Warranty of Habitability | Should leased premises be fit for purpose?

Warranty of Habitability(US)

An implied condition of a tenancy of residential property that the landlord will ensure that the premises are fit for habitation at the start of the lease and are maintained as such throughout the term. A requirement that the premises are “free from any latent defect or conditions rendering the premises uninhabitable for residential purposes; and … will remain reasonably fit for residential purposes during the entire term, a promise which carries with it an implied duty to repair”, Old Town Development Co. v. Langford, 349 NE.2d 744, 764 (Ind App 1976). (See also pp. 753-64 for ‘Historical Development of Implied Warranty of Habitability’) (Boston Housing Authority v. Hemingway, 363 Mass 184, 293 NE.2d 831, 843-5 (1973). Jablonski v Clemons, 64 Mass App Ct 744, 747, 803 NE.2d 730, 733 (2004)—the court has wide discretion in determining whether the conditions in any given rental unit amount to a material breach of the implied warranty of habitability; Pugh v. Holmes, 384 A.2d 1234 (Pa Super 1978)).

Warranty of habitability at common law

Warranty of habitability at common lawThere is no common law implied covenant that a tenancy of residential property is fit for habitation (Smith v Marrable (1843) 11 M & W 5, 152 Eng Rep 693; Sarson v Roberts [1895] 2 QB 395 (CA); Franklin v. Brown, 118 NY 110, 23 NE 126 (1889); Posnanski v. Hood, 46 Wis.2d 172, 174 NW.2d 528 (1970); Anno: 40 ALR3d 646: Lease—Implied Warranty—Fitness, § 3 ‘Doctrine of caveat emptor as precluding implied warranty’). However, there may be an implied term that arises as a result of the nature of the letting. If the tenant is unable to use the premises because of a severe impediment, such as vermin infestation, or is unable to enjoy the property as intended, that may amount to constructive eviction, or that may constitute a breach of the landlord’s covenant for quiet enjoyment. Also, many jurisdictions have accepted, or imposed statutes to the effect, that there is an implied warranty of habitability (IWH) in a lease of residential property (Javins v. First Nat’l Realty Corp., 428 F.2d 1071 (DC Cir. 1970), cert. den. 400 US 925, 91 S Ct 186, 27 L Ed.2d 1168 (1974)—detailed discussion of traditional common law and modern view on implied warranty of habitability … [More]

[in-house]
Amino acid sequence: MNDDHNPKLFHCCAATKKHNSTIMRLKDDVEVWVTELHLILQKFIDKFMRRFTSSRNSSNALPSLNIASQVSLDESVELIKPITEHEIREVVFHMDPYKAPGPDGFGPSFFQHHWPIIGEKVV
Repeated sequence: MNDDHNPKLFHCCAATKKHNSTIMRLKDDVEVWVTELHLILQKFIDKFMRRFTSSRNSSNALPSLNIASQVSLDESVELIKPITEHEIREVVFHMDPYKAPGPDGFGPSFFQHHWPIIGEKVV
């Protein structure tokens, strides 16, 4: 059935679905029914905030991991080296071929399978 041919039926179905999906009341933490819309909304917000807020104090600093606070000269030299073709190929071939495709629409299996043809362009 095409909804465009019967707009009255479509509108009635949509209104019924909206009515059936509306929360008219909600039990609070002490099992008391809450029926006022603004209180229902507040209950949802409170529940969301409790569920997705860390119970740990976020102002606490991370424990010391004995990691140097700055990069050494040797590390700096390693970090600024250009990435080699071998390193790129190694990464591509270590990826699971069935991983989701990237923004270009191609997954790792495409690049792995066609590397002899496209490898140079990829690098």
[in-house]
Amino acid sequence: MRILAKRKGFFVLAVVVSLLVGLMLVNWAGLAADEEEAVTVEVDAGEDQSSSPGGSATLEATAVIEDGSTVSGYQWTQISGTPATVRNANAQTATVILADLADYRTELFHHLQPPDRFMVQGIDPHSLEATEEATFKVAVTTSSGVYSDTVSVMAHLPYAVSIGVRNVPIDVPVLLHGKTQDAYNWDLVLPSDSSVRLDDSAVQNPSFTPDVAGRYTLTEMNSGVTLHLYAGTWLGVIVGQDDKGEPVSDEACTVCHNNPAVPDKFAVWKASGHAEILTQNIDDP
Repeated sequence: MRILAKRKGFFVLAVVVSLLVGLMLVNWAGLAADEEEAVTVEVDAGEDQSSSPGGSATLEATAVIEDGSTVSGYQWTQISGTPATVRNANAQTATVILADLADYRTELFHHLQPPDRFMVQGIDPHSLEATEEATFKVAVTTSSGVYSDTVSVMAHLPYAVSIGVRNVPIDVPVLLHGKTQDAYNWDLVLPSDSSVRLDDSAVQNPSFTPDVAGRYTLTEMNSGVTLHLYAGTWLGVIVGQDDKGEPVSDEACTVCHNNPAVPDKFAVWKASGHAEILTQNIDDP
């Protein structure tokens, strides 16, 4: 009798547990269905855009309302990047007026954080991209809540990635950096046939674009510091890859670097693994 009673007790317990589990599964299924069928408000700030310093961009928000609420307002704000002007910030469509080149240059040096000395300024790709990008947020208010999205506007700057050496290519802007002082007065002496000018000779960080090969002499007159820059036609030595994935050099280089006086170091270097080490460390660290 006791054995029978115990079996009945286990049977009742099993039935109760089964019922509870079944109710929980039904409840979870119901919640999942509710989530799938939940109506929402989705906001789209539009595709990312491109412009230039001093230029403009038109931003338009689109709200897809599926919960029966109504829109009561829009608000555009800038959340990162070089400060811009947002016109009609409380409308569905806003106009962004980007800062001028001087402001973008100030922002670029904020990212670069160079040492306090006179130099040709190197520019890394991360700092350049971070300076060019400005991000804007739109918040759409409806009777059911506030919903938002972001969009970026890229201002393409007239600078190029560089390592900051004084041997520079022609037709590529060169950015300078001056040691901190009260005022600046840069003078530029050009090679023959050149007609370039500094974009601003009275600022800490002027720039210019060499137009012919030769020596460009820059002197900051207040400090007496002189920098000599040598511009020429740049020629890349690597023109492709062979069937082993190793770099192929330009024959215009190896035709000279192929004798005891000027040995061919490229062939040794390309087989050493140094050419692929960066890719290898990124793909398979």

In many jurisdictions, no distinction is made in respect of the warranty between a latent or a patent defect, especially where the landlord’s obligation is ongoing throughout the term of the lease (Boston Housing Authority v. Hemingway, supra at 199, at 843).

See also fit for human habitation(Eng), fit for the purpose, habitable, implied warranty, set-off, tenantable repair.

Bibliographical Warranty of Habitability references:

The American Law Institute. Restatement Second, Property (Landlord and Tenant) (St. Paul, MN: 1977), §§ 5.1, 5.55.
J.E. Cribbet et al. Cases and Materials on Property (8th ed. Westbury, NY: 2002) Ch. 26 Ch. 1 Implied Covenants of Habitability.
W.B. Stoebuck & D.A. Whitman. The Law of Real Property (3rd ed. St. Paul, MN: 2000), § 6.38 Implied Warranty of Habitability.
M.R. Friedman. Friedman on Leases (5th ed. New York: Loose-leaf), § 27.402.
2 Powell on Real Property (Albany, NY: 1997- ), § 233.
J.W. Singer. Property Law, Rules, Policies and Practices (4th ed. Frederick, MD: 2006), § 8.4. Tenant.s Right to Habitable Property.

See also Uniform Codes and Model Acts: Uniform Residential Landlord and Tenant Act.

Note: 

Fit for habitation and related terms are all defined and explained in detail in the Encyclopedia of Real Estate Terms, Third Edition.
Warranty of Habitability is explained in more detail in Real Estate Defined.

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